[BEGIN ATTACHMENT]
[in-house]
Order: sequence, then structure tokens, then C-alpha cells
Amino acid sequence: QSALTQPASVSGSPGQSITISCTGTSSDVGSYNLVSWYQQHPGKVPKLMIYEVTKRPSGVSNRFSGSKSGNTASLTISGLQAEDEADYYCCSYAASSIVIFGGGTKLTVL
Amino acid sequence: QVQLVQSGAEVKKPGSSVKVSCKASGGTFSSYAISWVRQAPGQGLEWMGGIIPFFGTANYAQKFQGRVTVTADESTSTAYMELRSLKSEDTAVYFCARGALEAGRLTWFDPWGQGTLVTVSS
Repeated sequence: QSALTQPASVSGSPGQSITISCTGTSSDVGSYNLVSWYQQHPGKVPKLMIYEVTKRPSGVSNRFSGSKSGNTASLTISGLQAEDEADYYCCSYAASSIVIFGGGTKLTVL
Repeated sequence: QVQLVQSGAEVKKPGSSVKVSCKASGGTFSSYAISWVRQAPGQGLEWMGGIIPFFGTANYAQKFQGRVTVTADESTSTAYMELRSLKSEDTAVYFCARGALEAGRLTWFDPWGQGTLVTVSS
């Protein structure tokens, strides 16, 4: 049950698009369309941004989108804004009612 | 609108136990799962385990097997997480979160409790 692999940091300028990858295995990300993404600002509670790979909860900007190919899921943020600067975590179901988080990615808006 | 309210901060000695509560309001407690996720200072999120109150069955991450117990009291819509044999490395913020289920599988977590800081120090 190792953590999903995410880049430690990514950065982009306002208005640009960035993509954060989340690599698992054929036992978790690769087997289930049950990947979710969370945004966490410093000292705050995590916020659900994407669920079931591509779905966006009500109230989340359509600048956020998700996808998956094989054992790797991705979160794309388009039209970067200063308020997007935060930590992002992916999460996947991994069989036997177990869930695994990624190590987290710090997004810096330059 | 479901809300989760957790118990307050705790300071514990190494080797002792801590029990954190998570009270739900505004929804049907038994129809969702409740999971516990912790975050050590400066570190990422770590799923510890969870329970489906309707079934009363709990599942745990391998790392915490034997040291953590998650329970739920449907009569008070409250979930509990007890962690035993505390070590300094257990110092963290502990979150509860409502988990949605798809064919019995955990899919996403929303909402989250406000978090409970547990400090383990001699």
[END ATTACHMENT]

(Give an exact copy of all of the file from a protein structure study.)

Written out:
[in-house]
Order: sequence, then structure tokens, then C-alpha cells
Amino acid sequence: QSALTQPASVSGSPGQSITISCTGTSSDVGSYNLVSWYQQHPGKVPKLMIYEVTKRPSGVSNRFSGSKSGNTASLTISGLQAEDEADYYCCSYAASSIVIFGGGTKLTVL
Amino acid sequence: QVQLVQSGAEVKKPGSSVKVSCKASGGTFSSYAISWVRQAPGQGLEWMGGIIPFFGTANYAQKFQGRVTVTADESTSTAYMELRSLKSEDTAVYFCARGALEAGRLTWFDPWGQGTLVTVSS
Repeated sequence: QSALTQPASVSGSPGQSITISCTGTSSDVGSYNLVSWYQQHPGKVPKLMIYEVTKRPSGVSNRFSGSKSGNTASLTISGLQAEDEADYYCCSYAASSIVIFGGGTKLTVL
Repeated sequence: QVQLVQSGAEVKKPGSSVKVSCKASGGTFSSYAISWVRQAPGQGLEWMGGIIPFFGTANYAQKFQGRVTVTADESTSTAYMELRSLKSEDTAVYFCARGALEAGRLTWFDPWGQGTLVTVSS
């Protein structure tokens, strides 16, 4: 049950698009369309941004989108804004009612 | 609108136990799962385990097997997480979160409790 692999940091300028990858295995990300993404600002509670790979909860900007190919899921943020600067975590179901988080990615808006 | 309210901060000695509560309001407690996720200072999120109150069955991450117990009291819509044999490395913020289920599988977590800081120090 190792953590999903995410880049430690990514950065982009306002208005640009960035993509954060989340690599698992054929036992978790690769087997289930049950990947979710969370945004966490410093000292705050995590916020659900994407669920079931591509779905966006009500109230989340359509600048956020998700996808998956094989054992790797991705979160794309388009039209970067200063308020997007935060930590992002992916999460996947991994069989036997177990869930695994990624190590987290710090997004810096330059 | 479901809300989760957790118990307050705790300071514990190494080797002792801590029990954190998570009270739900505004929804049907038994129809969702409740999971516990912790975050050590400066570190990422770590799923510890969870329970489906309707079934009363709990599942745990391998790392915490034997040291953590998650329970739920449907009569008070409250979930509990007890962690035993505390070590300094257990110092963290502990979150509860409502988990949605798809064919019995955990899919996403929303909402989250406000978090409970547990400090383990001699």